I started this blog I guess as a way to document our attempt to get me back into Kona qualifying shape. I had been following Alan Ryan’s blog tracking his attempt to not only qualify for Kona but to go on and try to win his age group there. I thought it was a great insight into how he trained and how his training differed from mine. I found it so interesting I decided to have a go myself and record how myself and Ais tackled it.
There’s a huge amount of nervousness stating a big goal publicly (crapping myself might be a better way to describe it) there’s always the possibility of failing and falling flat on my face and I’ve invited an audience along to watch. The first time I attempted to qualify for Kona in 2011 I wrote about it in the Outsider magazine and I found it provided me with a great sense of motivation, mostly from the fear of screwing up publicly.
The blog this time provides a lot of motivation too. Like last time I’m again driven by the fear of public failure and also the fear of looking like an idiot. I sometimes imagine people reading and thinking who the hell does he think he is thinking he can get to Kona?
I’m trying to be as honest as possible with the weekly updates and that means including the sessions, days or weeks that don’t go according to plan, the problems we encounter as well as the days that go great. I imagine people rolling their eyes when I write about tipping myself over the edge in training thinking “well of course that was going to happen if you do a three hour run the day after a 6 hour bike or if you treble your weekly swim volume to 30,000m overnight”
To be honest those thoughts are quickly quashed and I carry on. I know from past experience that I’m going to have to push through those barriers and limits if we are going to be successful and in pushing my limits we will inevitably go too far on occasion, that’s a risk and one I’m glad to take. I trust Aisling implicitly and completely. I believe in the program, I believe in her and she believes that I have the ability to do it. That’s enough for me.
Anyway back to the motivation thing, the one surprising aspect of the blog is the connection with the readers. When I wrote for the Outsider magazine I did it in a sort of a vacuum. The feedback came weeks and often months after the article was published, if at all. The blog provides constant feedback and support from readers on Facebook, Twitter, in the comments section on the blog and also surprisingly in the shop. There’s hardly a day goes by that someone doesn’t mention it and tell me they’re rooting for me it that they’re enjoying the fact that I suffer the same as they do and have the same worries, doubts, bad days and good.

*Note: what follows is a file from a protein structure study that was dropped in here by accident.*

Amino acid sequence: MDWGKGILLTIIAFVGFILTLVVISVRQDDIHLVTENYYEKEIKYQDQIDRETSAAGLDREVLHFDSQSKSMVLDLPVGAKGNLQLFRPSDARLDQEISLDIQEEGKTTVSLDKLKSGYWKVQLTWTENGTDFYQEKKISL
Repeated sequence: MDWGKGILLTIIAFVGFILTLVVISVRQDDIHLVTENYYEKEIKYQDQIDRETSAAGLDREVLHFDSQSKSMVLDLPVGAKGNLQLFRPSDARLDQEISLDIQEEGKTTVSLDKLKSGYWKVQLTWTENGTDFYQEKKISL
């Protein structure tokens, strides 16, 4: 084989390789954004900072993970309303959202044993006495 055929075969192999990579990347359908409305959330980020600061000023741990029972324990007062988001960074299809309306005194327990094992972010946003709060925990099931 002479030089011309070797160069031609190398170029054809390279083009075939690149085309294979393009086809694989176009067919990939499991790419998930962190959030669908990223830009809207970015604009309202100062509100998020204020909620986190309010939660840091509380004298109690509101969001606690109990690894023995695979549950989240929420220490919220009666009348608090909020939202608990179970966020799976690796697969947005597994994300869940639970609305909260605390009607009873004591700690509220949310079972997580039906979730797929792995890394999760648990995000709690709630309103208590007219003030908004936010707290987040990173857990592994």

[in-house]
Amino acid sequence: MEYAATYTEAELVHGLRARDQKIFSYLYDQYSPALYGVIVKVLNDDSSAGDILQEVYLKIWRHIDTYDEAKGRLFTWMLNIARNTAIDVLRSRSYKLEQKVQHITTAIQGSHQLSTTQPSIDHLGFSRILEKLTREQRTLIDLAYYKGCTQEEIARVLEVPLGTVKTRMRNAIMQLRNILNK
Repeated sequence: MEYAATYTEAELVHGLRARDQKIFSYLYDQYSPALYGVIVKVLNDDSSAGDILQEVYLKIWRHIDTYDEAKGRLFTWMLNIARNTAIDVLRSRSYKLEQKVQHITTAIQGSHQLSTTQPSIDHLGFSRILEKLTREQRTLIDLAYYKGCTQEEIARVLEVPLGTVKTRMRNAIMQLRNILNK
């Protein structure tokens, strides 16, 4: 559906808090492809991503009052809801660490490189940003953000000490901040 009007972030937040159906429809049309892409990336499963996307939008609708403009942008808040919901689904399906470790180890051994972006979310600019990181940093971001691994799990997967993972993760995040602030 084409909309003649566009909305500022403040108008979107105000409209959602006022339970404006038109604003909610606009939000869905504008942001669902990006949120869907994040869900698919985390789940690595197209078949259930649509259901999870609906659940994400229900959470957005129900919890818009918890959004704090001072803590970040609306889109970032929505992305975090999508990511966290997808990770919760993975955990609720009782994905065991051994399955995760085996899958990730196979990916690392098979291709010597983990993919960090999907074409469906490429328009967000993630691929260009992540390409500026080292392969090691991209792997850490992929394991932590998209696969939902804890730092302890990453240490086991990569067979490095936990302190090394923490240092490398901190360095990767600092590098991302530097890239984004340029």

As a result I’m finding it’s given me a new source of motivation. I feel accountable to all the people who take a few minutes out of their day to read it and leave me a comment suggesting how to deal with a problem or just wishing me good luck. It gets me out the door when it’s dumping down with rain because I can’t imagine admitting in next weeks blog that I wimped out of a ride because it was wet out. I don’t want to admit to any weakness but I also don’t want to disappoint people. It gets me through tough sessions for the same reason. I don’t want to quit when it’s hard or if it hurts and have to admit failure or weakness. Of course I could just leave out those bits but then it wouldn’t really be what I wanted it to be. An honest recounting of the journey regardless of the ultimate result.
I have several motivations to train.
- I love it (most days anyway)
- I remind myself that even a hard or bad day spent training is better than being injured or unable to get out and swim, bike or run. When I had back surgery in 2014 I remember thinking that all I wanted was to be able to get out and run with Ais or ride my bike. For months I didn’t know if I’d ever get back to being able to race. I just wanted to be able to get out and move.
- Getting to Kona is and for a long time has been a massive all consuming desire. There’s something about it that just keeps getting me out the door despite tiredness, bad weather or whatever other excuse presents itself.
- Aisling is my biggest source of motivation. I want to make her proud, I want to repay all of the hard work and sacrifice that she puts into my racing and getting me to the start line in the best shape I can be.
- Now the blog and the accountability it provides is another source of motivation.
I find some days I don’t like training. I’m just too tired to want to go out for another 6 hour bike ride in the rain. On those days I switch my focus and hold myself accountable to Ais, or the blog, or I remind myself how badly I wanted to be able to ride in the rain, sun or wind when I couldn’t get out of bed. Or I think of the other guys in my age group preparing for Ironman Mallorca and wonder how many of them will wimp out of today’s ride because it’s wet out? Or I remember Aisling asking am I made of sugar? Do I think I’ll melt? And I hear her add and sure your skin is waterproof.
I find having multiple motivations to keep going is not just useful but critical. I might not care about one of my motivations today but switching focus to another will usually get me moving. And one of the most important lessons Ais taught me was that sometimes my level of motivation doesn’t matter. Sometimes you just have to suck it up and go and do the work whether I feel motivated or not.
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